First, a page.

I had similar problems since most of the (physics-related) articles I read have two columns of text and lots of equations and figures. I can recommend a free software tool called "k2pdfopt" written by William Menninger. It re-arranges the text flow of PDFs and optimizes them to the size of the e-reader screen. I'm really impressed by the results. Most importantly for me, it renders equations correctly and it automatically detects and reflows text in columns (even from scanned PDFs). It's not a perfect world, though, e.g. it sometimes misinterprets a hyphen that happens to appear at the end of a line for a dash, so when the positions of line breaks change due to text reflow then the two words that should be separated by a hyphen are merged into a single word.

You would run k2pdfopt on your computer and feed it with an article that you want to read. It outputs an optimized version of that article, which you can then transfer to your e-reader. As I use this tool a lot I wrote a browser extension that makes the conversion process a bit easier. It works with Chrome and Firefox and it adds a small button to your browser whenever you're navigating to the download page of a scientific article. If you click this button, the extension downloads the article, runs it through k2pdfopt, and optionally sends it to your e-reader. If you're interested, you may download the extension from my website (since I just know that some people are going to complain about alleged advertisement: please note that I'm not making any money with this browser extension and I'm just offering it to others because I find it useful and I don't see a point in keeping the program for myself. Also, I really think it's relevant to this question. So please, holster your weapons).


In addition to what Tom said, a few suggestions for your consideration. PDFs on e-ink readers gain greatly by being tightly cropped so you don't waste screen space. For that, the free software BRISS works very well as it selects crop areas close to the text, areas that you are free to adjust. As far as reflowing and zooming I can only speak about the Kindle DX. Out of the box the Kindle DX, now a four-year-old device, is low on features, but its large screen and built-in keyboard make it an attractive contender. When I read a PDF that puts too much strain on the standard Amazon software, I read the document in Librerator, which is alternate software for the DX. It has wonderful zooming and shortcuts, but I'm not sure the reflowing will be adequate for your needs. It is a bit tricky to install and will probably void the warranty.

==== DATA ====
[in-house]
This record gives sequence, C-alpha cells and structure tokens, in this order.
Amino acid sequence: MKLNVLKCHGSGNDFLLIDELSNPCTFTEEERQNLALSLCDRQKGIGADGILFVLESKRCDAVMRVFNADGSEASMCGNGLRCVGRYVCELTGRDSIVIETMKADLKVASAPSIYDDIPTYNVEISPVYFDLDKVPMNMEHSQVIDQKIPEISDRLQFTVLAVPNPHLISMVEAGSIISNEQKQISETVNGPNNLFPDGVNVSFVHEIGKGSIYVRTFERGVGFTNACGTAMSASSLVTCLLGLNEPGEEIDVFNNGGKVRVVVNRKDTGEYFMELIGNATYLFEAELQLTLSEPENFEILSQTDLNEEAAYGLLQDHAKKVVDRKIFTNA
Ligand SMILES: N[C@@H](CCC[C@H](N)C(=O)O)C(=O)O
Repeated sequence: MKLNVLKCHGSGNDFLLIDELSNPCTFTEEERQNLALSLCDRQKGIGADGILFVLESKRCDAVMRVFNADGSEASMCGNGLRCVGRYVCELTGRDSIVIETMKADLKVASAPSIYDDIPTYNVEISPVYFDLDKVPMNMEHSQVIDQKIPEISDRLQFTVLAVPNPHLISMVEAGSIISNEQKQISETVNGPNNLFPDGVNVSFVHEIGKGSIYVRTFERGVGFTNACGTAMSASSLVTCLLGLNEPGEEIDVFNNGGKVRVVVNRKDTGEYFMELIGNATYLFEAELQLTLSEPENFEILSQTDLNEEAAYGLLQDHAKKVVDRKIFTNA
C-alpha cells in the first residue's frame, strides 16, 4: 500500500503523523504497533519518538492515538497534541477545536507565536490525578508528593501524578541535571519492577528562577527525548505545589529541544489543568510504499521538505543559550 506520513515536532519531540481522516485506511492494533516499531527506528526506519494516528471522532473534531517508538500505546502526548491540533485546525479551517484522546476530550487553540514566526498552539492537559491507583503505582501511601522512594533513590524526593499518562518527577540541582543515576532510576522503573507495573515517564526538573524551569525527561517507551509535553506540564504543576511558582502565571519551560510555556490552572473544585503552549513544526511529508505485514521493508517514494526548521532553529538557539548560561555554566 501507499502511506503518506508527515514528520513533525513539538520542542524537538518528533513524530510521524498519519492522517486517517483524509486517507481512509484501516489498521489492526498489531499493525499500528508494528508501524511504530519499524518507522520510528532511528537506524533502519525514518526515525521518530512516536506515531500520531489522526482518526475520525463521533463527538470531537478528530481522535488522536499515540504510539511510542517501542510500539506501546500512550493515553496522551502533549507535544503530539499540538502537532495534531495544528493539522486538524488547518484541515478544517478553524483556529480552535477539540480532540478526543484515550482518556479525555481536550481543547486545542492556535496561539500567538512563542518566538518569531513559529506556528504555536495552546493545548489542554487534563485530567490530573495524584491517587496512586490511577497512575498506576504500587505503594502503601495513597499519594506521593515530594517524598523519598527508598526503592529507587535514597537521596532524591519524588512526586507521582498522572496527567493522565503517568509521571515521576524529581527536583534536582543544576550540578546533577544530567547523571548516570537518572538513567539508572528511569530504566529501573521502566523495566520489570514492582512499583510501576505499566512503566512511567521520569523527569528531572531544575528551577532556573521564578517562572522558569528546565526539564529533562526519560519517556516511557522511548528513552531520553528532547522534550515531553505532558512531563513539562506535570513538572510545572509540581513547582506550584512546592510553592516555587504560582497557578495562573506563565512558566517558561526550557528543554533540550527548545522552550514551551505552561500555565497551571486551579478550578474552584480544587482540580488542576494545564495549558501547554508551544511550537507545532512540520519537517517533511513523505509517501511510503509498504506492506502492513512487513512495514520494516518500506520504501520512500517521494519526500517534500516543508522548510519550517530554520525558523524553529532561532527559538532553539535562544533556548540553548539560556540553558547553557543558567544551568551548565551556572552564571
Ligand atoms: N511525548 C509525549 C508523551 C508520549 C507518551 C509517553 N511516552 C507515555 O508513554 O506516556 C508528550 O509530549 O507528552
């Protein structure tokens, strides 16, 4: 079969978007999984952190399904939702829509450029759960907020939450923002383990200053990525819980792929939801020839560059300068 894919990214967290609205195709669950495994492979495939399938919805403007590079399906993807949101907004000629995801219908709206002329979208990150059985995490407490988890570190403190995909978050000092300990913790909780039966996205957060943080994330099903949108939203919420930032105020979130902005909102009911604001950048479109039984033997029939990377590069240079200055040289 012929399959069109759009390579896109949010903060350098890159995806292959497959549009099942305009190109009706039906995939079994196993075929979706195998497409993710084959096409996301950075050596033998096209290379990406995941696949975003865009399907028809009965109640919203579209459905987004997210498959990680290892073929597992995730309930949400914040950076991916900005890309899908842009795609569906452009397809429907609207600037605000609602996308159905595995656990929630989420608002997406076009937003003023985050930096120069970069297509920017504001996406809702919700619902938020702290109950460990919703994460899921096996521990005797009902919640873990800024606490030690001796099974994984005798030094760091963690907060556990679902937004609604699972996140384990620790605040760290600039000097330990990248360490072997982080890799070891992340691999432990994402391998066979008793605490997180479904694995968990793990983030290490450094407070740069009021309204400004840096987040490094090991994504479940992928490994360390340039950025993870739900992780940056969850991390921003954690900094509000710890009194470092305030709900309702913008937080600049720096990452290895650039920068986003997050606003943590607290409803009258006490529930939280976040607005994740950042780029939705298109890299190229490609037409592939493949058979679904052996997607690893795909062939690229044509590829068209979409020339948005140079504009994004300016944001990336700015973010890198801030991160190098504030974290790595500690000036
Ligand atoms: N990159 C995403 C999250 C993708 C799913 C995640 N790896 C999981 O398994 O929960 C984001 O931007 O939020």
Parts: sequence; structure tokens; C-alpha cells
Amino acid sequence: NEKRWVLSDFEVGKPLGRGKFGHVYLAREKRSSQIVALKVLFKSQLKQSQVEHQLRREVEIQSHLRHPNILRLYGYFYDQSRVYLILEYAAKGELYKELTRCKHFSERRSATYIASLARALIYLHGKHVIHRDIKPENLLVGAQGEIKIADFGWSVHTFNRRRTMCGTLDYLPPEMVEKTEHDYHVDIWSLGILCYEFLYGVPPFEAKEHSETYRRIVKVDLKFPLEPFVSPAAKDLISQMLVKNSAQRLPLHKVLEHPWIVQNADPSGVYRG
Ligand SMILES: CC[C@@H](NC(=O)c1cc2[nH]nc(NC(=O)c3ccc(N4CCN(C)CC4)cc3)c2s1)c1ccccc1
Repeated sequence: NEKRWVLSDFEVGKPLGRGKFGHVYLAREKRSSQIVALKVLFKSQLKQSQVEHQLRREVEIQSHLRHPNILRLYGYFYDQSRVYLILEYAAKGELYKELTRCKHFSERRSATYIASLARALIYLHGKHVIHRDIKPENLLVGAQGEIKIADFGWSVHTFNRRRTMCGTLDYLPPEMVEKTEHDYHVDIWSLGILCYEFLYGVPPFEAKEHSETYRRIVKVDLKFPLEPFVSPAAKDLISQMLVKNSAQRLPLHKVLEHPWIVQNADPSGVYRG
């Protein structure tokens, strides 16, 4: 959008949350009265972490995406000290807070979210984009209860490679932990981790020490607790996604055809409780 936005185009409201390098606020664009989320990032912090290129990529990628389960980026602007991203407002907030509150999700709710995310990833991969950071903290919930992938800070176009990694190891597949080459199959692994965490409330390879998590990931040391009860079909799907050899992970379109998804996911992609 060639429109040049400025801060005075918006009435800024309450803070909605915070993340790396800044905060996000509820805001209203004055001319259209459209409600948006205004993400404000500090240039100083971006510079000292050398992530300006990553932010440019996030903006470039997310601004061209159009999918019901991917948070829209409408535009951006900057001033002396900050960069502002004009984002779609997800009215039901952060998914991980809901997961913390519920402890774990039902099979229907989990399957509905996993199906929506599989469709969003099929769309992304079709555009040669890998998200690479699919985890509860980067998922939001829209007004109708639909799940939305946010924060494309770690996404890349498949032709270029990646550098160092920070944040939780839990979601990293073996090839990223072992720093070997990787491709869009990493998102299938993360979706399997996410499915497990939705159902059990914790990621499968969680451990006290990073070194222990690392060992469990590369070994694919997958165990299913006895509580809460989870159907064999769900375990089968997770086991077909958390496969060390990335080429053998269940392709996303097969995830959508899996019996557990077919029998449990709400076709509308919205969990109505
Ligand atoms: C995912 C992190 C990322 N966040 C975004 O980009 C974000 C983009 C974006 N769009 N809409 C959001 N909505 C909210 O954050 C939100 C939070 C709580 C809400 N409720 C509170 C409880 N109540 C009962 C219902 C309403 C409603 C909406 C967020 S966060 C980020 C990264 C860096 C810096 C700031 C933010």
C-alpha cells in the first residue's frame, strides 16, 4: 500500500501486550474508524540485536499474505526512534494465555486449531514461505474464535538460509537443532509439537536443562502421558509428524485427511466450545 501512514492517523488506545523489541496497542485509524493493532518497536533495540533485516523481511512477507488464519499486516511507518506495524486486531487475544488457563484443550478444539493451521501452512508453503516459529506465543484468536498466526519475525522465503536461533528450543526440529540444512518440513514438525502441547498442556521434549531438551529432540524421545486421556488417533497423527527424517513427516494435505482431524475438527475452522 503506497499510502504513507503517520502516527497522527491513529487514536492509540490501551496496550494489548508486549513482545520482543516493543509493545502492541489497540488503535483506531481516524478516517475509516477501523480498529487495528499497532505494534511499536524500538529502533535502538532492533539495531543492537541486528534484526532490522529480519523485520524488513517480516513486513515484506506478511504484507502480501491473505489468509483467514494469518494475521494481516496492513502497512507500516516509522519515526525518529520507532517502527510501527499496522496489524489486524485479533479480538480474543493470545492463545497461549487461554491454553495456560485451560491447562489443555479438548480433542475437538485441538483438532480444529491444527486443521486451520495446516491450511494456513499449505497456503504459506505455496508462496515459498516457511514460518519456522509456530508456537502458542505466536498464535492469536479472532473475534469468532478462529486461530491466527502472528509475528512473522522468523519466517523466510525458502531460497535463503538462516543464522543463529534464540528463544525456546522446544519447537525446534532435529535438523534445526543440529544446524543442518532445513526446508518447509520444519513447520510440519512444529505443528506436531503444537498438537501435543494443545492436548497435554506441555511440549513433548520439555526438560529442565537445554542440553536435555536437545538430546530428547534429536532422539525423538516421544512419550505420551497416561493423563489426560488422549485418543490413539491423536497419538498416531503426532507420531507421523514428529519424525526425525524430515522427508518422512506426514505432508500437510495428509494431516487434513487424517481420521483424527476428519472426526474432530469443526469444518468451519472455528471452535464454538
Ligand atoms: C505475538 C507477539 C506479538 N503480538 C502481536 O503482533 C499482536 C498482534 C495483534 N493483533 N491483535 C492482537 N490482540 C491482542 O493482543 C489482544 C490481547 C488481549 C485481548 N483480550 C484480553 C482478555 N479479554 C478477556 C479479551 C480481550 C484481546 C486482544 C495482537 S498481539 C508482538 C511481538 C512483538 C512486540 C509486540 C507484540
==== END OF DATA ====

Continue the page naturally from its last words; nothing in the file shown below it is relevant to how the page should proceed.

The best would be if you could test a document on various readers already owned by people in your local area.


In my personal opinion, pdf and e-ink do not go together well. The problem is that pdf is not really reflowable, so you must stick with the page format of the paper.

Besides the suggestions already made (try Kindle DX which has a larger screen, crop as much as possible the page so that you won't waste screen estate with blank margins) try and see if it is possible to rotate the screen so that you read in landscape mode half a page at a time. It's a bit of a mess with two-column text, but the higher resolution could help you.

  • The Kindle DX, which I have already recommended, does include an accelerometer to sense when you rotate it, and allows a PDF to be read a half page at a time in landscape mode as you suggest.
    – tcrosley
    Apr 18, 2014 at 17:01

The Kindle DX was specifically designed to render PDF files in their native format (including multi-column material, tables and graphics) and was designed to be used in an academic environment. It has a 9.7" e-ink screen, which I believe is the largest of any e-reader (the Kindle Fire HD has a 7" screen). You can also zoom in to 200% of the original text.

It is available through Amazon for $300.

It includes a full keyboard, 3G free "whispernet" connection for downloads, runs up to three weeks on a battery charge with the wireless off, and is one of the thinnest e-readers out there (1/3 inch).

It also includes an accelerometer to sense when you rotate it, to allow a PDF to be read a half page at a time in landscape mode with much larger type.